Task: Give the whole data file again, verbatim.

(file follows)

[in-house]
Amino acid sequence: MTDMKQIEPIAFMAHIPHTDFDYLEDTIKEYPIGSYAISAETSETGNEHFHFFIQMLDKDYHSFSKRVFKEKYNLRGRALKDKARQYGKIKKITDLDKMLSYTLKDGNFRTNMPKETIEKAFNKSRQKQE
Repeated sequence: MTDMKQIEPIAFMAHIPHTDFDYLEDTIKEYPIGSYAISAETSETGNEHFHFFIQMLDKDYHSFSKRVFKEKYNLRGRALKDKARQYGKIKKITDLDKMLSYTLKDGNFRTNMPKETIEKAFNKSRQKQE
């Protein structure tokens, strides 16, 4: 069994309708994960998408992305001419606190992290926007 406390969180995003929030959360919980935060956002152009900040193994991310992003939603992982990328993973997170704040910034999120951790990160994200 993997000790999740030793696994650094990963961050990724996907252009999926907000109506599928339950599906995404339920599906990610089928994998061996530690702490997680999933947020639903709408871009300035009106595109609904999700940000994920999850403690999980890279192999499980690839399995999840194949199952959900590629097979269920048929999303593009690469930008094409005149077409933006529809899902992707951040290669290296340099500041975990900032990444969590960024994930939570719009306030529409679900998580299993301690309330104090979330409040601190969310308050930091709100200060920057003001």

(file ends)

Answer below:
[in-house]
Amino acid sequence: MTDMKQIEPIAFMAHIPHTDFDYLEDTIKEYPIGSYAISAETSETGNEHFHFFIQMLDKDYHSFSKRVFKEKYNLRGRALKDKARQYGKIKKITDLDKMLSYTLKDGNFRTNMPKETIEKAFNKSRQKQE
Repeated sequence: MTDMKQIEPIAFMAHIPHTDFDYLEDTIKEYPIGSYAISAETSETGNEHFHFFIQMLDKDYHSFSKRVFKEKYNLRGRALKDKARQYGKIKKITDLDKMLSYTLKDGNFRTNMPKETIEKAFNKSRQKQE
């Protein structure tokens, strides 16, 4: 069994309708994960998408992305001419606190992290926007 406390969180995003929030959360919980935060956002152009900040193994991310992003939603992982990328993973997170704040910034999120951790990160994200 993997000790999740030793696994650094990963961050990724996907252009999926907000109506599928339950599906995404339920599906990610089928994998061996530690702490997680999933947020639903709408871009300035009106595109609904999700940000994920999850403690999980890279192999499980690839399995999840194949199952959900590629097979269920048929999303593009690469930008094409005149077409933006529809899902992707951040290669290296340099500041975990900032990444969590960024994930939570719009306030529409679900998580299993301690309330104090979330409040601190969310308050930091709100200060920057003001």